Wednesday, July 20, 2022

Birthday Pageant Weekend, Chapter 1

 Vancouver, Washington is a city on the northern banks of the Columbia River. Mighty and vital for shipping, hydroelectric power, and irrigation, this river forms the border between Oregon and Washington. 

As many times as we have driven by on the freeways and over the bridges, we have never stopped there. On this trip I decided we needed to explore new places while we still can.

When there is a McMenamin's restaurant in a place you want to visit anyway, you go there for lunch or dinner. McMenamin's is a chain of brewpubs, historic hotels, music venues, and theater pubs in Oregon and Washington, most often in restored old buildings, and furnished with wonderful old stuff. The food is good too.

This McMenamins sits on the northern bank of the Columbia River, conveniently located between the two bridges over the river and close to Fort Vancouver, our next stop. 

Mt Hood looms to the east. Some small ship yards still exist, but during the war years there was a huge shipbuilding site here. The women who worked in the shipyards are honored. 

After a good lunch and a short stroll we drove over to Fort Vancouver. 

Archeology digs are on going as they sift through layers of history. Fort Vancouver opened as a Hudson's Bay trading post in 1825 under the governance of Chief Factor John McLoughlin. The site, located on a broad natural terrace on the river bank was rich in resources: Salmon in the river, trees in the dense forests, and soil for crops. Before the fort it was home for ages to thousands of native Indians.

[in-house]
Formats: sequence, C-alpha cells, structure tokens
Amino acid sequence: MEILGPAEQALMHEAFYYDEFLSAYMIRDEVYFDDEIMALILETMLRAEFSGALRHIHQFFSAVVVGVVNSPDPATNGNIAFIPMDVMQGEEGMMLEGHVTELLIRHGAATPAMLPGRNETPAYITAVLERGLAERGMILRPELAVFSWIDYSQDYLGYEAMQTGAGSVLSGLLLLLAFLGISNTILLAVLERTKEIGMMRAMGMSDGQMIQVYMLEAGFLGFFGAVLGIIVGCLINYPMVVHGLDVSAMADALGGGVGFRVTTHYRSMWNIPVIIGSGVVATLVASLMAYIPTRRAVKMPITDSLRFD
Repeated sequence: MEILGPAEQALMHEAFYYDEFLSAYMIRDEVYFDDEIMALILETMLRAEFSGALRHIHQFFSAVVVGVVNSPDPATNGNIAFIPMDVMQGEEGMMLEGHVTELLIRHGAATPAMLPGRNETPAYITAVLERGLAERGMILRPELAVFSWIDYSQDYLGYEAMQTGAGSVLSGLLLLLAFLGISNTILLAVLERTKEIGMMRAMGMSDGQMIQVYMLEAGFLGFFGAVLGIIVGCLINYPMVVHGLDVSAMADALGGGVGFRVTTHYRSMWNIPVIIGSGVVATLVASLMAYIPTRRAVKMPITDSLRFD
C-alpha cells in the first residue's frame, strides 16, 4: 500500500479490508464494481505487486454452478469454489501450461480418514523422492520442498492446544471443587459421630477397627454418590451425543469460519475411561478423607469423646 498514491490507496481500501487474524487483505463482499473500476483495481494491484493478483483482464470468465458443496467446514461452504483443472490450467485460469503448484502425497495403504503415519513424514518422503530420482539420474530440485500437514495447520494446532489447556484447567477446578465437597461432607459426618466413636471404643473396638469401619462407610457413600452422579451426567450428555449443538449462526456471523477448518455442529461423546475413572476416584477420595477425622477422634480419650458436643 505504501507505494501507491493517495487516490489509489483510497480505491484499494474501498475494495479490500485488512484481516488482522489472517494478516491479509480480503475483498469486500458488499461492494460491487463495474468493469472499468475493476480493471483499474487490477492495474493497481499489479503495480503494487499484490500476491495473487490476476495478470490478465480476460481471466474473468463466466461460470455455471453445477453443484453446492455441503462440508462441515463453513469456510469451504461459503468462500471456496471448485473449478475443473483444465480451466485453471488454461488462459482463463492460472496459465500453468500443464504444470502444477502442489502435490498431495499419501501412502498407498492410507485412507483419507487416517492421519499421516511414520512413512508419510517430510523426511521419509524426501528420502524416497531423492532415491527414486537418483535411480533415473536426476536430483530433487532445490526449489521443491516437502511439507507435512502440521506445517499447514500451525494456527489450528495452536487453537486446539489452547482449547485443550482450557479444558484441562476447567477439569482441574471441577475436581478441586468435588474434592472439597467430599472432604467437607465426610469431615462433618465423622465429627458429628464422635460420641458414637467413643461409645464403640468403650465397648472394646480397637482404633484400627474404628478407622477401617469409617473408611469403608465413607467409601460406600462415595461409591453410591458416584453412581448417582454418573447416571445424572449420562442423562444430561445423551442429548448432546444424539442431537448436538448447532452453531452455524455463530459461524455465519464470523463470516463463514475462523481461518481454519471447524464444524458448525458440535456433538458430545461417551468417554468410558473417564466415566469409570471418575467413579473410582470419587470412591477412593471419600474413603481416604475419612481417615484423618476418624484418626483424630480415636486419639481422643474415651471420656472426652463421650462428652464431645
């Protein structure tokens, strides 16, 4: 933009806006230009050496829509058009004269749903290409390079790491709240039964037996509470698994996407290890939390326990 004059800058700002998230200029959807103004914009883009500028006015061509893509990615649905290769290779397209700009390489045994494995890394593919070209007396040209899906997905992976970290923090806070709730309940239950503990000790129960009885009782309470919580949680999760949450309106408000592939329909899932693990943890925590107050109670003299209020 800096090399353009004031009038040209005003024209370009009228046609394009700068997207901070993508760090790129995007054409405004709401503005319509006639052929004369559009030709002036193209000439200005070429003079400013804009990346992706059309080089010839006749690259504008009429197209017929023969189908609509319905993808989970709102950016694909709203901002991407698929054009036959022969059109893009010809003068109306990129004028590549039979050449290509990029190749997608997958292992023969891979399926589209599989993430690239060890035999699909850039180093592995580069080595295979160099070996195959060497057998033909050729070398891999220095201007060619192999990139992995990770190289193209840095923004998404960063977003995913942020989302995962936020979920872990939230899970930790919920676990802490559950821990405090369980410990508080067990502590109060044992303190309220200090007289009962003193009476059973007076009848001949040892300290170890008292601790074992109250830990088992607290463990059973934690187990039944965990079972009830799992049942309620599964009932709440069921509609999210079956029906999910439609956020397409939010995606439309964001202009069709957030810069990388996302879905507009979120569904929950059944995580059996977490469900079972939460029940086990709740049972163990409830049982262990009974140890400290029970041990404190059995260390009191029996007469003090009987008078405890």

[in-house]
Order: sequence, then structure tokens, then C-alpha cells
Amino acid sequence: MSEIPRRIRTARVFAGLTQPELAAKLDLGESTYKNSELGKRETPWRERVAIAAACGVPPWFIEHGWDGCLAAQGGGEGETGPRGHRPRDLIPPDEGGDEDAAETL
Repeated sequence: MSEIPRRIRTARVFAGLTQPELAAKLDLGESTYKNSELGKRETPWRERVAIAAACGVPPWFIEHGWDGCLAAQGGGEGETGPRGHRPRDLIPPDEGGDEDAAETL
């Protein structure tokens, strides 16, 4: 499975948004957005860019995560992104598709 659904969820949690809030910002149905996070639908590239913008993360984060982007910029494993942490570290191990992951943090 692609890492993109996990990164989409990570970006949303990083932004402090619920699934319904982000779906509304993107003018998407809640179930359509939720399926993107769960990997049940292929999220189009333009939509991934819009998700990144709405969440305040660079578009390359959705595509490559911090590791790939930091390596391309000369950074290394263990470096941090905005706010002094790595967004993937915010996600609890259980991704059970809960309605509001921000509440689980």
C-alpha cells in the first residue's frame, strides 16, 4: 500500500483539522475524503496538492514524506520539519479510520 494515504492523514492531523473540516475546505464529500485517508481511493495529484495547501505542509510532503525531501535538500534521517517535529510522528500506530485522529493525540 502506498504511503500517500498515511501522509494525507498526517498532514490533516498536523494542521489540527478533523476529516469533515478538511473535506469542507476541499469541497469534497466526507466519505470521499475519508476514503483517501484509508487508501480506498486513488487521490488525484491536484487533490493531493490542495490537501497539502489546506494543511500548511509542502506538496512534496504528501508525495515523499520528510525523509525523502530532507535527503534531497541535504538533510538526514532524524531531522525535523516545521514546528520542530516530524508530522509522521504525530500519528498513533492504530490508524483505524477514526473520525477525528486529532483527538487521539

The US Army arrived in 1846 to quell the Indian uprisings, as Oregon Trail settlers took their lands. The Hudson's Bay Co left in 1860. The Army stayed. In the WWI War years it became a vital airplane production spruce mill and using the millions of spruce trees in the region, produced 120,000 airplanes. The area of the Fort is much larger than this stockade area. The fort became a National Historical Monument in 1948. 

The Chief Factor's House.

The Cook House

We saw most of what there was to see, enjoyed talking to the archeologists, and learned some history before wearing out walking in the sun. 

We were glad we finally stopped to see and learn. 


  1. I'm reading how David Thompson reached the mouth of the Columbia River from Canada. It was a very long journey that he tried twice before he was successful.

  2. That was a full day. I enjoyed tagging along.

  3. Looks like a very interesting historic site to visit

  4. That Fort would have really interested me. The house was quite impressive and I'd love to know what was in those many bottles on the shelf.

  5. Thanks for the great tour. I didn't know most of this history, and all the wonderful pictures brought it to life. :-)

  6. I love the gardens at the Fort. These old buildings hold so much history.

  7. I love those elegantly set dining tables.


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